Blind Date MD 4

Blind Date

When the blind date arrived at the nursing school dormitory in a bright yellow Smart car, Sally should have run. Her nursing classes had been keeping her busy and she had not been on any dates this semester.  An evening out with a nice dinner would be just the ticket.  Bob emerged from the tiny car like a moth from a chrysalis.  His thick glasses and short stature gave him a bug-like appearance.

“This way, Sally.” He ushering Sally to his car, he opened the door for her and off they went.

They parked in front of the Kung Fu Pagoda Palace an enormous Pagoda-styled structure capable of seating over 200 patrons. The ubiquitous red and gold cat with the waving paw greeted us at the front entrance.  Tacky Bruce Lee posters were posted over all the walls.

“How many for dinner?” asked the hostess.

“Two,” replied Bob, “close to the buffet if you please.”

“Right this way.”

We followed our hostess to a large booth of red faux leather and white Formica table with gold flecks.

“How’s this, sir?”

“Great, thanks.”

“Sally, I hope you like Chinese food,” queried Bob “and have a big appetite because it is an all-you-can-eat buffet.”

“Well … as long as they don’t use MSG or peanuts.” Sally frowned and gripped the table tightly. “Generally, I prefer quality over quantity.”

“Oh, you’ll be OK a little MSG and peanuts never hurt anyone.”

“It would have been good for you to let me know your plans. Allergies are nothing to sneeze at.  I can’t risk an attack.”

“You have hundreds of items to choose from on the buffet,” as Bob pointed to the long buffet table, “surely something will satisfy you?”

The waiter arrived with the paper Chinese zodiac placemats, utensils, water and the jasmine tea. He queried “Will you be dining off the buffet or the menu?”

Before Bob could answer, Sally replied “I’ll take a menu, thank you.”

Bob frowned. “Why do you need a menu, the buffet here is great and very economical?”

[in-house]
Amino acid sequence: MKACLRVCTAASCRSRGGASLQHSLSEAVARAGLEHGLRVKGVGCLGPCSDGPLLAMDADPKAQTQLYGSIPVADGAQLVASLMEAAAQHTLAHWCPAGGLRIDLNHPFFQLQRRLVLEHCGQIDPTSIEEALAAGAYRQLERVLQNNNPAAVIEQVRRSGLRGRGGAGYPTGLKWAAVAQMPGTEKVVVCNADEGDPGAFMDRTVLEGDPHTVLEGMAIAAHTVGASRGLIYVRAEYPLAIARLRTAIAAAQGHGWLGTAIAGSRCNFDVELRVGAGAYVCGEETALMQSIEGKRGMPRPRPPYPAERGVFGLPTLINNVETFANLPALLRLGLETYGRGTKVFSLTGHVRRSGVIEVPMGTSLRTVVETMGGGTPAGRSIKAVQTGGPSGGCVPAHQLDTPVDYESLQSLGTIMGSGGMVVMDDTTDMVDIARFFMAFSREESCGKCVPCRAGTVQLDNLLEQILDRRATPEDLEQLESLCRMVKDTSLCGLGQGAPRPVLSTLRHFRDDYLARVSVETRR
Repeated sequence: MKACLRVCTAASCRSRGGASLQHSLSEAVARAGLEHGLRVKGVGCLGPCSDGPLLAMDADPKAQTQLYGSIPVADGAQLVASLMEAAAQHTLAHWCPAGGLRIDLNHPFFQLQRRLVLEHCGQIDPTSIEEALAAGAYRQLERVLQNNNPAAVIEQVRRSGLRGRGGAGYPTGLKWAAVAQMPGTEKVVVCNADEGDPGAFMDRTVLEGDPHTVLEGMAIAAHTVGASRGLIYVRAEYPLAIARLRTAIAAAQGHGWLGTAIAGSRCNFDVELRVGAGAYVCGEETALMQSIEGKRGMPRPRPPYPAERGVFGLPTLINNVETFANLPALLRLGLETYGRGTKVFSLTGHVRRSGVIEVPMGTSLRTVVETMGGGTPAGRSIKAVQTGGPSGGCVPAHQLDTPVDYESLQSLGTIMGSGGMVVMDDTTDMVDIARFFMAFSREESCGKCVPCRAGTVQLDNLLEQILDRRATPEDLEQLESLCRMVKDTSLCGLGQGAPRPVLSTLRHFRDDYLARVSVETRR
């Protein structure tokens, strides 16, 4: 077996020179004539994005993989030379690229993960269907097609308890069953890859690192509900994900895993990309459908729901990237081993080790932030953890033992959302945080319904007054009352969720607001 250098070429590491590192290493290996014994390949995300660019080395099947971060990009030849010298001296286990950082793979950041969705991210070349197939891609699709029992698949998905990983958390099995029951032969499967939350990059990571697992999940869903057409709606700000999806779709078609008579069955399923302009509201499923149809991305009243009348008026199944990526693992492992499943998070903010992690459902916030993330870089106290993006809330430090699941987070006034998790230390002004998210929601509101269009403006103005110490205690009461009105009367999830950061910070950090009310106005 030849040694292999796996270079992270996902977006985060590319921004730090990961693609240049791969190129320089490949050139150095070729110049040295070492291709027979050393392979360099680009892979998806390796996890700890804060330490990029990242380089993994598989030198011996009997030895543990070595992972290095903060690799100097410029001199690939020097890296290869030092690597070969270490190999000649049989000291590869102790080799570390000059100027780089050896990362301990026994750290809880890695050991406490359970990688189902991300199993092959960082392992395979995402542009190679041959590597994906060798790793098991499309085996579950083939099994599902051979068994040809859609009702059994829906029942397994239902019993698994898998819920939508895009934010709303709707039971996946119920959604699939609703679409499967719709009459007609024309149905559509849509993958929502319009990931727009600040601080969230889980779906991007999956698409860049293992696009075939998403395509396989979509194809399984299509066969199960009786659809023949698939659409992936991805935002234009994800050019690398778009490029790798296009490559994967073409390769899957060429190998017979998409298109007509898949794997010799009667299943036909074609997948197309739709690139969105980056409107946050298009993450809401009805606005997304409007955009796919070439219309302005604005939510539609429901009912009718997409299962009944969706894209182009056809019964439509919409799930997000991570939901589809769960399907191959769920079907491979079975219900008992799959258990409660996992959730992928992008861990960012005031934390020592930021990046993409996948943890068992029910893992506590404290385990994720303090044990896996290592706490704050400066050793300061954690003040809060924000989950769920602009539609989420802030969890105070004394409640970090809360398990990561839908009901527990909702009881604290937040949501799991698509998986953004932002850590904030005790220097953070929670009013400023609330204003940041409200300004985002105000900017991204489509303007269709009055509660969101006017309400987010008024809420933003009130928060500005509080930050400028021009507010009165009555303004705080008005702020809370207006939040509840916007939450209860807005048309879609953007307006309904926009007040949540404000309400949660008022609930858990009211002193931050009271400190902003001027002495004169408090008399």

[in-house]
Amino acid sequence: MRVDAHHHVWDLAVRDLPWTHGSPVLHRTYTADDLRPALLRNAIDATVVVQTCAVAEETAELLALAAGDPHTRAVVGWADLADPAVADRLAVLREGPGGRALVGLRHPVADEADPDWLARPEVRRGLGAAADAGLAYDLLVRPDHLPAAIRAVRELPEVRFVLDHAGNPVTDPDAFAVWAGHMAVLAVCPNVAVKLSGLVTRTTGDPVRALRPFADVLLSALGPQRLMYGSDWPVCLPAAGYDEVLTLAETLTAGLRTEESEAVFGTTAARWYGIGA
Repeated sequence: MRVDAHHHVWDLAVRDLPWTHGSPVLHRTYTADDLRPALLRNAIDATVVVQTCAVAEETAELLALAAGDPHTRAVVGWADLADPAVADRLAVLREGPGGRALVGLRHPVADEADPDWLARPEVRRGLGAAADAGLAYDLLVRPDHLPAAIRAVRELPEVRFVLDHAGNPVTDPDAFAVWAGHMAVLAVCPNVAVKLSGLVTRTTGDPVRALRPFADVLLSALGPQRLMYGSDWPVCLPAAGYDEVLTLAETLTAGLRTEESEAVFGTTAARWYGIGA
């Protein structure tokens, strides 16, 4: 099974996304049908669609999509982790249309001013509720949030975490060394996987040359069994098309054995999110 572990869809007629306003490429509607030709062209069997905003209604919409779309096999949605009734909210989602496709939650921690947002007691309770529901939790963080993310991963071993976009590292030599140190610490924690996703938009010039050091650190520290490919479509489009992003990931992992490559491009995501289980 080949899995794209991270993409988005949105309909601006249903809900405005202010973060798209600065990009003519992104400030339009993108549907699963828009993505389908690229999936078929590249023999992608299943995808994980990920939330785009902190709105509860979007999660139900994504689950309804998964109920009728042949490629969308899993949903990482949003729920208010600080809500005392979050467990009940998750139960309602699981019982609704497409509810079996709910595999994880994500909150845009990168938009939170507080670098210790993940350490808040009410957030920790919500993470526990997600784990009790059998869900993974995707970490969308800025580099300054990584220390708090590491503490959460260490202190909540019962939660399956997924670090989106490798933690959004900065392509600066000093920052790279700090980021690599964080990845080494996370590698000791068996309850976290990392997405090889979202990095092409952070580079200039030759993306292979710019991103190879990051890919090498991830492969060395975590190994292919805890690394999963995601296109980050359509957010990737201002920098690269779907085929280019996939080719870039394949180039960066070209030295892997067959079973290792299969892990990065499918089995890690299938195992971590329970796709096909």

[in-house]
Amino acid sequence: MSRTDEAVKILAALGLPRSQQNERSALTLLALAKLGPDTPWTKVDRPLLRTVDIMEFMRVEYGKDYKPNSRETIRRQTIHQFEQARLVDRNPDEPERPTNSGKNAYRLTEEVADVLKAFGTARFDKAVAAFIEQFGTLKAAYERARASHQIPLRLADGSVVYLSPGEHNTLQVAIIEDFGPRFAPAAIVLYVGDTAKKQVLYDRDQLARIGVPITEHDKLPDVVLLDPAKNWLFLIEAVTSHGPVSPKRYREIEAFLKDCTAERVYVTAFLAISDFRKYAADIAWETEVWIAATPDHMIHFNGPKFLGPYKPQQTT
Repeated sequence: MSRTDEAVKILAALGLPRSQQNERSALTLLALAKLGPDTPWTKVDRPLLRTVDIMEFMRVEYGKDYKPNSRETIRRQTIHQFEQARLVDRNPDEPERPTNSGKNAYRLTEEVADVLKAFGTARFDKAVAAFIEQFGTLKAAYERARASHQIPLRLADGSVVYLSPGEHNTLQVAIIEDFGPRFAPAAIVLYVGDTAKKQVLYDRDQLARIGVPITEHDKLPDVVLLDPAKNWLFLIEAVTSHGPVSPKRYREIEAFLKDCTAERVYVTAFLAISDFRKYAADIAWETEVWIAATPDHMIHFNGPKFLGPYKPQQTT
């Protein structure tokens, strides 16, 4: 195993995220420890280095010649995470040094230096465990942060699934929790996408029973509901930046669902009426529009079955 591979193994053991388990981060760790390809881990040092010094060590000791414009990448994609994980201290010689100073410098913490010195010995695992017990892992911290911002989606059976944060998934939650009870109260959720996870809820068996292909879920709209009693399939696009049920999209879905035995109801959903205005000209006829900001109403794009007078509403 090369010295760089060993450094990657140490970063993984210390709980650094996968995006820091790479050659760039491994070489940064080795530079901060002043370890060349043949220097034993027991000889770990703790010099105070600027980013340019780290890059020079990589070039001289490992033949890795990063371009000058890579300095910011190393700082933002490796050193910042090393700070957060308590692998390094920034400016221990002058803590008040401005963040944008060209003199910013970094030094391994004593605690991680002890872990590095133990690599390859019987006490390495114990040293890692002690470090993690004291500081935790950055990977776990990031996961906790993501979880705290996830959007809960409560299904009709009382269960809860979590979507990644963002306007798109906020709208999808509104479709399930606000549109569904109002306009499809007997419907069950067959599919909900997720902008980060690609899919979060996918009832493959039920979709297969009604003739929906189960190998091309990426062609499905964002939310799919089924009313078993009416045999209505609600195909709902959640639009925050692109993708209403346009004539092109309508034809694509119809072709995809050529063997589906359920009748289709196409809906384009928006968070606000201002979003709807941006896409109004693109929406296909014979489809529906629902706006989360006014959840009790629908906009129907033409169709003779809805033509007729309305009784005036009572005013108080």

“Don’t worry Bob, I will pay for what I order.”

“OK, if you insist.”

Bob made numerous trips to the buffet bring back full plates each time. Sally wondered where he could fit all that food.  Sally had wonton soup, spring roll, rice and beef and broccoli with leftovers to take home.  Dinner conversation was minimal as Bob focussed mainly on the food.  Sally was biding her time wanting the date to be over.  They split the bill and headed out to the Smart car.  Bob opened the door for Sally to get in.  They arrived at the nursing school dormitory and Bob opened Sally’s door again.

As Sally was exiting the car, Bob said “Sally, I had a great time. Would you like to go out again?”

“Well,” Sally was at a loss for words “perhaps, — I’ll call you, OK?”


About Bill

I am semi-retired and live on acreage along a river in Saskatchewan, Canada. I have written scientific papers all my life and now am dabbling in fiction and enjoying it. I will try to provide comments on others work and appreciate any on mine
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4 Responses to Blind Date MD 4

  1. rashmi says:

    Your dialogue builds the interaction between Sally and Bob very well. It shows how impervious Bob is to Sally and her needs. Great flow!

  2. jude says:

    I enjoyed the way you have written this scene. The changes in Bob’s character are well brought out with the dialogue as is Sally’s increasing frustration.

  3. Karen Levy says:

    Bill I thought maybe more could have been added to the dialogue. I agree. It’s true that it may be enough that someone is not very considerate to the fact that another person has allergies to want to break off starting a relationship. It may have had to have been spelled out for this person that it wasn’t a food preference but a medical issue. There are dense people in this world. However, I thought more could have been added to the dialogue either about the man’s insensitivities or other things that could cause someone to terminate the relationship rather abruptly. I was nearly at a loss in trying to figure out why the lady didn’t want to consider pursuing the relationship when I was reading over the text.

    • Bill says:

      Karen, Points well taken. I was trying to show how sometimes we are too polite and don’t always say what we mean. Sally could have been more forthright but she was not honest even at the end when no was what she meant.

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